Jon Stewart: MSM’s Last McCain-Lover?

Josh Marshall’s TPM has another entry in its “Tire-Swing Watch” — a running tally of media members once enchanted with John McCain who have finally quit giving him the benefit of the doubt. Today’s disenchanted former fan is The Washington Post’s Ruth Marcus, whose column is well worth checking out. It seems McCain’s extraordinarily dishonest campaign has not only caused Marcus to question his “Maverick” bona fides, it has emboldened her to utter what is, in the MainStream Media world, the ultimate heresy: “balance” does not equal fairness.

This may be a Copernicus moment: a challenge to conventional wisdom that could, if enough other media members pick up on it, or stumble upon it themselves (as Galileo did with heliocentrism), could fundamentally change their picture of the universe — and thus, the picture they present to the public.

This would be a welcome change. The practice of reporting every devious political tactic with the qualifier, “both sides do it” attached has nothing to do with fairness or thoroughness, and everything to do with preempting partisan critics who will cry “Bias!” any time their candidate is caught.

Striving for “balance” at the expense of fairness is not only lazy and cowardly, it is its own kind of lie. Imagine an umpire who felt compelled to call an equal number of strikes and balls for both sides’ pitchers, rather than trying to maintain a consistent strike zone. That’s not fair, but it is “balanced.”

Conservatives have been extraordinarily successful in exploiting the media’s devotion to this false standard. Any time a foul is called on one of their players, they demand the opposing side be penalized, as well. John McCain knows he can get away with lying, because journalists won’t report it without adding the caveat that “both sides have exaggerated.” Even if they have to exaggerate to make that case.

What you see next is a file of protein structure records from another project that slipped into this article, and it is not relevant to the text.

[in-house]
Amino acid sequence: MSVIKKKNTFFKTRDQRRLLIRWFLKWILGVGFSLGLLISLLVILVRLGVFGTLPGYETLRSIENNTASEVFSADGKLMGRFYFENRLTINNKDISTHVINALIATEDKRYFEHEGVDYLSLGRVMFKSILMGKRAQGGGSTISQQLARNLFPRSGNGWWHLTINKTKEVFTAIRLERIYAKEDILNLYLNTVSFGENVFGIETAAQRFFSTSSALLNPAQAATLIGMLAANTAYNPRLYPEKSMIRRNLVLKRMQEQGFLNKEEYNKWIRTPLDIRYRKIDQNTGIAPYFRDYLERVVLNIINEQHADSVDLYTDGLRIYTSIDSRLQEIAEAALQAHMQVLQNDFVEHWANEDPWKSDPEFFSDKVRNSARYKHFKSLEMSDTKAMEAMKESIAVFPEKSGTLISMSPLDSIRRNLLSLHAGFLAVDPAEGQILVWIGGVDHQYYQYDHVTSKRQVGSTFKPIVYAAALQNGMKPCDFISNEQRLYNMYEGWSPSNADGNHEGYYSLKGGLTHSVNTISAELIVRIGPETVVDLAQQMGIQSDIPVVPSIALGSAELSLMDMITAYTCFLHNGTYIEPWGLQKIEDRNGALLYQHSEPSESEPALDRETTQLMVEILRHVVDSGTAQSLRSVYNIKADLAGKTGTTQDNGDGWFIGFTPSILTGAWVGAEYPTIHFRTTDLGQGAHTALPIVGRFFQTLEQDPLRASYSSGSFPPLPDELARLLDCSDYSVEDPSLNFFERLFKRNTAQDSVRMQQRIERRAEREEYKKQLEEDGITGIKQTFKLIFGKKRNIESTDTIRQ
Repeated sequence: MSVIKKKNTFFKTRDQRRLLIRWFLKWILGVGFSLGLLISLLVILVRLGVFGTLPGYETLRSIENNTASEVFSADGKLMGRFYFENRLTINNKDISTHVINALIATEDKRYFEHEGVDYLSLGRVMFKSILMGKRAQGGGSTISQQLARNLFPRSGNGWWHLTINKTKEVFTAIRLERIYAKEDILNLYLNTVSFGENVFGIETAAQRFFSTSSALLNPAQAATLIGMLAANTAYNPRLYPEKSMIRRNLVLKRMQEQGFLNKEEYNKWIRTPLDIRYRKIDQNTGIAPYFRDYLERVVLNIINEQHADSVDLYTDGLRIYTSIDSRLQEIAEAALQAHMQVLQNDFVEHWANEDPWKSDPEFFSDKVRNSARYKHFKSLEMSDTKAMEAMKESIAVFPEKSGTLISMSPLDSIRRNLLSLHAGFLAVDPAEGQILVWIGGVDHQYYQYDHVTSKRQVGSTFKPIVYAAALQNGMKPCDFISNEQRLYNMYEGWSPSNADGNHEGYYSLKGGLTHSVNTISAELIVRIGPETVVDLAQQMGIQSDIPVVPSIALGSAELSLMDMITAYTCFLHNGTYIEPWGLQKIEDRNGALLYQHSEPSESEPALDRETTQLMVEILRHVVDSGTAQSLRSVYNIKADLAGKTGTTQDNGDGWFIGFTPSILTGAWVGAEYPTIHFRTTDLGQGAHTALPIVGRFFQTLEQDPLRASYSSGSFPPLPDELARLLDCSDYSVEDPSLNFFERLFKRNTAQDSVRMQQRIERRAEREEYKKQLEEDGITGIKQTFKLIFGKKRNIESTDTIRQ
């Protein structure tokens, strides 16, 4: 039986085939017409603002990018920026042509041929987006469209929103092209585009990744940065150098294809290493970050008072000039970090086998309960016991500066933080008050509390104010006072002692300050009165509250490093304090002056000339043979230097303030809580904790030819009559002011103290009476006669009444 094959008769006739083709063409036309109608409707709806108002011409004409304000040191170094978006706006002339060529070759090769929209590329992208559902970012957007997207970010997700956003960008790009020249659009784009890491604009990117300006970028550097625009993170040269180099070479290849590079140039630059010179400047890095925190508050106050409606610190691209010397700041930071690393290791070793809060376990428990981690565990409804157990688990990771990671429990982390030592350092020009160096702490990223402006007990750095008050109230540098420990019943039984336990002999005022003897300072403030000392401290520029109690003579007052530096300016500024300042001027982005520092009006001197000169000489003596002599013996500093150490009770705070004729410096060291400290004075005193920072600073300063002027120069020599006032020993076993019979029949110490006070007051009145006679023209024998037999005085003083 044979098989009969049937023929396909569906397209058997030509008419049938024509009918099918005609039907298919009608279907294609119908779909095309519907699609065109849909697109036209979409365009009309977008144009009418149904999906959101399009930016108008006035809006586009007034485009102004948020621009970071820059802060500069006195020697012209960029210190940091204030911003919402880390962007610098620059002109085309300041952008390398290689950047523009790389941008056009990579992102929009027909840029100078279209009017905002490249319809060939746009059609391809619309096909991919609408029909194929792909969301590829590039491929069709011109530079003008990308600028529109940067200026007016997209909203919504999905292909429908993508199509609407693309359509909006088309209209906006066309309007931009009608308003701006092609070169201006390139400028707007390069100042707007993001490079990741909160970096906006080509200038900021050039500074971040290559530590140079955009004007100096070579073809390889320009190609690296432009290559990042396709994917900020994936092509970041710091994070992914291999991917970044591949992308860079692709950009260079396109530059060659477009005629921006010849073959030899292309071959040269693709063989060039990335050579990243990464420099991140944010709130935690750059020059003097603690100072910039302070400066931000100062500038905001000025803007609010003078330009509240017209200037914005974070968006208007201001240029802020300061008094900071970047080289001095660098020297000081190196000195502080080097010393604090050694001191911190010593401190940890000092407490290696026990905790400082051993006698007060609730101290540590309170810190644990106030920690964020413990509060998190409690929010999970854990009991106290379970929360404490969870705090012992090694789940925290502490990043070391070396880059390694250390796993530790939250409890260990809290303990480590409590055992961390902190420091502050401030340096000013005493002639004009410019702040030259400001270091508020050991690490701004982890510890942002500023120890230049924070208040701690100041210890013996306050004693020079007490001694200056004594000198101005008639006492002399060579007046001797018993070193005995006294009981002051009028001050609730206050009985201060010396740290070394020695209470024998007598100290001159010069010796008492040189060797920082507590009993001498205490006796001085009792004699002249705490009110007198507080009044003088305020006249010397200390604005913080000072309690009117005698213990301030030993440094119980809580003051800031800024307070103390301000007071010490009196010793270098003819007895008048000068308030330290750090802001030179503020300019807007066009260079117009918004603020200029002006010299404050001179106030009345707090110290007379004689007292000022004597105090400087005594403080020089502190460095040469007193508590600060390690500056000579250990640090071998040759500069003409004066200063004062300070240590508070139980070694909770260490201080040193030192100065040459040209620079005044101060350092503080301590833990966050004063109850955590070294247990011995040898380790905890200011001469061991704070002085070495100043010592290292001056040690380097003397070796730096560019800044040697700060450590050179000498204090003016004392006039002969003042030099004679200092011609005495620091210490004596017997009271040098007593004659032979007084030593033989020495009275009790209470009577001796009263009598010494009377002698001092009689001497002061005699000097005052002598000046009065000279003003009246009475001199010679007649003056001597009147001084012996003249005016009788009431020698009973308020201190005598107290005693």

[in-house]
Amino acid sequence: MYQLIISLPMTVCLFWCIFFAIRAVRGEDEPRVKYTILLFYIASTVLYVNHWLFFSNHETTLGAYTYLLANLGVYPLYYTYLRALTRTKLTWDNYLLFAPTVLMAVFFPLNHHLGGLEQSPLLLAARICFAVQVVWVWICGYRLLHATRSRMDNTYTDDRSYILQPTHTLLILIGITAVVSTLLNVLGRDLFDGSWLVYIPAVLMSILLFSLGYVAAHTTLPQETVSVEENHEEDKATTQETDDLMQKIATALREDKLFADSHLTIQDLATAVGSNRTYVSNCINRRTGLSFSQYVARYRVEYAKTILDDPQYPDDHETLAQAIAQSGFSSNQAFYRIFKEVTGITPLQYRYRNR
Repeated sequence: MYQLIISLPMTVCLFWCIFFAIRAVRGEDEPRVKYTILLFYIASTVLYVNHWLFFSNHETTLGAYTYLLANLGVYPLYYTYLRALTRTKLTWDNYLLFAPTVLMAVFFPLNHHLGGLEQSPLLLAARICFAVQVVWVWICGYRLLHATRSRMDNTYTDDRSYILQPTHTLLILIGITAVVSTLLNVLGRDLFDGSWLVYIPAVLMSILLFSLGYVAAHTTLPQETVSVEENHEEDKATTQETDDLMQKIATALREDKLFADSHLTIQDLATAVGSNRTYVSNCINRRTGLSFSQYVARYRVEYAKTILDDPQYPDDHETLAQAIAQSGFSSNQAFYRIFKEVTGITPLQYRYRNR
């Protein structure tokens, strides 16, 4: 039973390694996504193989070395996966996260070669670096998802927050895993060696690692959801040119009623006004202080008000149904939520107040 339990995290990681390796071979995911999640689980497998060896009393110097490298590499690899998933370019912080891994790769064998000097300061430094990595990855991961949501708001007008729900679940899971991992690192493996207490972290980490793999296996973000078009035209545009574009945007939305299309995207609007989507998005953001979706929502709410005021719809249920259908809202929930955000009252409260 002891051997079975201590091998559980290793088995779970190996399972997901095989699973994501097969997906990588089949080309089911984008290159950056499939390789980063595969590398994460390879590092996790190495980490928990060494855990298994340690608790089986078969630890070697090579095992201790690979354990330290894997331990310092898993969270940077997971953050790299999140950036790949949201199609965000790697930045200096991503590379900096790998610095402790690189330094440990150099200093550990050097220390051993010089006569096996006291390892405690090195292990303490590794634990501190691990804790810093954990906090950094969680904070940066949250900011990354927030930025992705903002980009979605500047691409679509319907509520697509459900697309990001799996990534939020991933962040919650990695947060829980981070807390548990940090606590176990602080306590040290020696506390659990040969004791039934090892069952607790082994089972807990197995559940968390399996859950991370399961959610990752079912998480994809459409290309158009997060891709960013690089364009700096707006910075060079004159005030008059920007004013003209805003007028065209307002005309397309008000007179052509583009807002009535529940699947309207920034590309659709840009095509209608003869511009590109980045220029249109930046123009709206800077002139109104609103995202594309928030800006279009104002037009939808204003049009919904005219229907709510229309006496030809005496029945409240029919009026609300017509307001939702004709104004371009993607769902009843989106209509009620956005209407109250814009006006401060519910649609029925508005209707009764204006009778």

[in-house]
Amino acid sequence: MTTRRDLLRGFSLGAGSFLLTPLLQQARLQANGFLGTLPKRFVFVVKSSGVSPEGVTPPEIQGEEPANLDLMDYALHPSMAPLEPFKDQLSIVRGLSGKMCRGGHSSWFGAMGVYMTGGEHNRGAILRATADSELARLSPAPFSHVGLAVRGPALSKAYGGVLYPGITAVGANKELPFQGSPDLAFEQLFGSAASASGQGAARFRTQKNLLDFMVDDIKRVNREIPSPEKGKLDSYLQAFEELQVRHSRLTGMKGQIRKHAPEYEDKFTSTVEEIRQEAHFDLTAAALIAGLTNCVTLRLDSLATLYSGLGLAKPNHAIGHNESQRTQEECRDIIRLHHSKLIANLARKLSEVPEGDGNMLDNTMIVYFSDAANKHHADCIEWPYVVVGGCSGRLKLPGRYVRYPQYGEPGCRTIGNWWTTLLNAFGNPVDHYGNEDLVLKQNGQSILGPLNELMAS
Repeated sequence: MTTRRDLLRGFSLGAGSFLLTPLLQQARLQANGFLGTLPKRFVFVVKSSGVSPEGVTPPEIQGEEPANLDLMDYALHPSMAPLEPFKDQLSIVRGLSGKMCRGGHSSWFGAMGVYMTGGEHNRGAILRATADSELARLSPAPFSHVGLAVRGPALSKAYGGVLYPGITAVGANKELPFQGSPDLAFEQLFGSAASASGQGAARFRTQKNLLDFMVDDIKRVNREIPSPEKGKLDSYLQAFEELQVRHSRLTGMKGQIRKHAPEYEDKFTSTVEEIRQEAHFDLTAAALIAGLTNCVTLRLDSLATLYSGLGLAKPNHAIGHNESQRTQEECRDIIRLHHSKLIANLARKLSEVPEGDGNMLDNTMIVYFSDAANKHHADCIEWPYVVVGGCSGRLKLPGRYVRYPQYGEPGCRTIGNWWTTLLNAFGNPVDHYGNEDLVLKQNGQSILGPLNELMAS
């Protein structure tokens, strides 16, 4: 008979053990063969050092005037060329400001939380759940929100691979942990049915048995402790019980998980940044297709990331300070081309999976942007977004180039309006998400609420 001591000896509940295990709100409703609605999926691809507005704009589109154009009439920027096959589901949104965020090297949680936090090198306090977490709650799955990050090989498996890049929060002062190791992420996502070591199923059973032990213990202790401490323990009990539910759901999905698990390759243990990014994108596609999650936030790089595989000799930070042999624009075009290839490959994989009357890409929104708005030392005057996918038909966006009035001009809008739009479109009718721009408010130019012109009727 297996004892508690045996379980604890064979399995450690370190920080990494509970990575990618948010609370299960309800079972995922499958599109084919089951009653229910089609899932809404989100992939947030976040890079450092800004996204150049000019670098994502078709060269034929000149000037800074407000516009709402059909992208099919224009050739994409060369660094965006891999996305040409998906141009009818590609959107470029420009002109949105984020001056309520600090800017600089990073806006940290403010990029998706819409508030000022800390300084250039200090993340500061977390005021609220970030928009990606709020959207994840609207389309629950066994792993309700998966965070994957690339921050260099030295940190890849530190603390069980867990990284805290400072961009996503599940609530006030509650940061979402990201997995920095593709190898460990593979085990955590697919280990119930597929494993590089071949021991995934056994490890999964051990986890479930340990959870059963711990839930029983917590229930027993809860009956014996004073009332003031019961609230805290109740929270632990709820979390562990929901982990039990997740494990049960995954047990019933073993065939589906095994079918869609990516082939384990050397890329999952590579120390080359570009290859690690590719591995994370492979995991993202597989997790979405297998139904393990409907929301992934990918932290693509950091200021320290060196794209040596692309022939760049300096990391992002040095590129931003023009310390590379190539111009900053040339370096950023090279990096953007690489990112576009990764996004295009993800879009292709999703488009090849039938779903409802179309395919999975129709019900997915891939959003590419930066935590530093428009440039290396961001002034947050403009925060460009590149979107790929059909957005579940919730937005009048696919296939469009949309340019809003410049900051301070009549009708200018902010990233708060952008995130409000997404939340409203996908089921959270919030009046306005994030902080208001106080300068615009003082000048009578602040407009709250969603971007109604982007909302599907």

Marcus, at least, seems to have realized that the McCain campaign has been using the media’s devotion to “balance” to get away with murder:

All campaigns fall short, but some fall far shorter than others. And it is a phony evenhandedness, comfortable for journalists but ultimately misleading, that equates these failures without measuring the grossness of their deviation from the standard of decency.

In the 2008 race, and especially in the past few weeks, the imbalance has become unnervingly stark. Ideological differences aside, John McCain‘s campaign has been more dishonest, more unfair, more — to use a word that resonates with McCain — dishonorable than Barack Obama’s.

Topical comedy has its own version of the “balance” paradigm, which is usually invoked under the “equal-opportunity offender” heading. The idea is to be “equally hard” on “both sides” — to tell about the same number of jokes about the Republican and the Democrat, and to depict both as equally mockable and unworthy.

The Daily Show doesn’t take the same easy, apolitical path Leno and the other network comics do. It doesn’t focus on personal quirks — so much easier to “balance” than policy differences–at the expense of everything else. And during the Bush years, Stewart and company’s pro forma attempts at “balance” have rarely gotten in the way of a full-throated attack on an administration they clearly despise.